|Scarlet Basker||Urothemis signata signata||Talangama|
|Sri Lanka Cascader||Zygonyx iris ceylonicum E||Sinharaja, Kitulgala|
|Lyriothemis sp nov||Lyriothemis Sp Nov||Sinharaja|
Note: one sighting has not been included due to uncertain identity (KC).
Sri Lanka Natural History Society Trip Report – Back of Beyond, Pidurangala
6th – 7th September 2008
Minneriya National Park, Thalkote Tank and Maha Weva
By Tara Wikramanayake
(This article was first published in the SLNHS Bulletin, No 6 November 2008).
We left early morning so as to reap the maximum out of a single night‘s stay. Immediately upon arrival, we scouted the area around. A young Land Monitor Varanus bengalensis, came into view and we suddenly heard a cry of despair- the Monitor had caught a frog and swallowed it with a great effort. The whole process took about 10 minutes. After that it slowly climbed a nearby tree and we reckoned that the meal would have been sufficient for at least one day. On a thin twiggy tree, a White-lipped Lizard Calotes ceylonensis posed for a photograph. It stayed stock still and blended with the bark of the tree so perfectly that it took us a while to spot it. Another reptile that made its appearance here was a Brown Vine Snake Ahaetulla pulverulenta. This snake was about 2 ½ feet long and also blended so well with the tree on which it was resting that until it moved, we could not see it- so perfect was its camouflage.
We decided to visit Minneriya NP after lunch. While some of us had a short rest after lunch the others scouted the area surrounding our lodgings and were shown a natural circular root formation cleverly converted into a small bird bath. To our delight, a short patient wait was rewarded with some spectacular sightings- first a pair of White-rumped Shamas splashed about in the bath. Then 3 Dark-fronted Babblers, a Black-naped Flycatcher and a pair of Black-capped Bulbuls all arrived together so that we had 4 different species at one time in full view, at the bird bath. Unfortunately the aggressive Shamas chased the Bulbuls away so they were deprived of their bath but the Babblers, Flycatcher and Shamas took turns at bathing and splashing with great enjoyment. It is such a thrill to watch a bird at its bath and we had a bonus watching all these species together. As usual, the photographers in our midst kept clicking and were rewarded with some stunning frames. Close by, in the leaf litter was a pair of the endemic Brown-capped Babblers. They were industriously turning the dead leaves in search of grubs etc. Their gait- an almost jaunty walk was different from the usual hop-hop of other Babblers and their camouflage was perfect since the colouring of their backs was identical to that of the dead leaves. A pair of Tickell’s Blue Flycatchers had a quick bath in another patch of water close by.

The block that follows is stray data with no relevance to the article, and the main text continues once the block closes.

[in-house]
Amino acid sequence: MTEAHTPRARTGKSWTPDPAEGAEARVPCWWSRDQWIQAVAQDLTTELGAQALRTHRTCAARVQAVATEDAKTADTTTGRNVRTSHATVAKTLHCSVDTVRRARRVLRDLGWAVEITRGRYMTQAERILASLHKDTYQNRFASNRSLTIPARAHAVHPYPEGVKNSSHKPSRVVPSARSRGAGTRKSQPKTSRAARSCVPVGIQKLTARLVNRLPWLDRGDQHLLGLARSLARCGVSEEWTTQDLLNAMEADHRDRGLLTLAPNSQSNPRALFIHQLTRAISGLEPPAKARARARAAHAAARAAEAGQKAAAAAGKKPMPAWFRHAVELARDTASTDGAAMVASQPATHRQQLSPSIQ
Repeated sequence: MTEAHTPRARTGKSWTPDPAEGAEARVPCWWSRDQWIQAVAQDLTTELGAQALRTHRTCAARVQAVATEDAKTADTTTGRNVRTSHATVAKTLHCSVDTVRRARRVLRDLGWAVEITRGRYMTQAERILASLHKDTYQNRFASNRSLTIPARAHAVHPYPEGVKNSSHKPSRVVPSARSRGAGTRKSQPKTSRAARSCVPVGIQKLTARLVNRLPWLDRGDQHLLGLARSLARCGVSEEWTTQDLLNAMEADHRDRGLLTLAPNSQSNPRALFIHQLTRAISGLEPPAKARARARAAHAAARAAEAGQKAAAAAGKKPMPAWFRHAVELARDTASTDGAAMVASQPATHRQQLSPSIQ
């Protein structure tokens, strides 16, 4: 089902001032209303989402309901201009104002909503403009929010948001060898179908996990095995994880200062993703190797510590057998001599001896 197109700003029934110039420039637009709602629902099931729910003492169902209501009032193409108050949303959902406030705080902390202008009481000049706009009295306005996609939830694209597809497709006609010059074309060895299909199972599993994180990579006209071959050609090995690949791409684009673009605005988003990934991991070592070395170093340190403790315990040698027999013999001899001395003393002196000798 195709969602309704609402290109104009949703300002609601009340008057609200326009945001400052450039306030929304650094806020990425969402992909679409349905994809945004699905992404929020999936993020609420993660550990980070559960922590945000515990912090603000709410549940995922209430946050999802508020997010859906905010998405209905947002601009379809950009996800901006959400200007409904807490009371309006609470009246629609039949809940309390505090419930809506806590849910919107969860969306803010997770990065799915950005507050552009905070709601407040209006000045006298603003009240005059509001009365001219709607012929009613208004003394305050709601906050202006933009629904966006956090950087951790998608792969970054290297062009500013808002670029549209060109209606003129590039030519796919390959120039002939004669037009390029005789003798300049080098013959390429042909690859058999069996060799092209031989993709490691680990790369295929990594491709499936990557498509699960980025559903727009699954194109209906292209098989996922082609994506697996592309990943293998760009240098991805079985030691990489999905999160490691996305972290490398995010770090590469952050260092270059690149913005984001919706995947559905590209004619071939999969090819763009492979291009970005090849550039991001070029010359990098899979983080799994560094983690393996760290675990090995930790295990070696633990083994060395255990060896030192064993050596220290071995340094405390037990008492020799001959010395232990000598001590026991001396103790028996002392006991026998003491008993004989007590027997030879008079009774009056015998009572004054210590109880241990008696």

After a quick cuppa, we left for Minneriya. The Park was lush and green after the rains and herds of elephants had gathered around the Minneriya Tank.
A few young ones- about 1 month old inspired hope but the most thrilling sight we had was that of a young Tusker- about 3 years old. He was precariously perched on top of a pile of boulders and seemed rather hesitant to descend. The little ones were carefully protected by their mothers and aunts forming barriers on all sides as they led them to the water.
The tanks were full of Openbill, Painted Stork, Grey Heron, and Black-winged Stilts while a few migrants had just begun to arrive. Lesser Sand and Golden Plovers and Wood and Common Sandpipers were present in small numbers. Circling overhead were 3 juvenile White-bellied Sea Eagles.
The next morning, before breakfast, we visited Thalkote Tank. This is a very scenic place where one has a grand view of Pidurangala and Sigiriya Rocks side by side and has fast become a favourite location with us due to its spectacular beauty and serenity. Here on the farther edge of the tank, were hundreds of Openbills and a fair number of Grey Herons. Close to us, perched among the foliage of a leafy tree whose branches hung right down to the water, was a pair of Malabar Pied Hornbills with a juvenile. The latter looked quite cute as its tail feathers were short and stumpy while the rest of its body was well developed. Nestled in another tree close by was an adult Black-crowned Night Heron with a juvenile.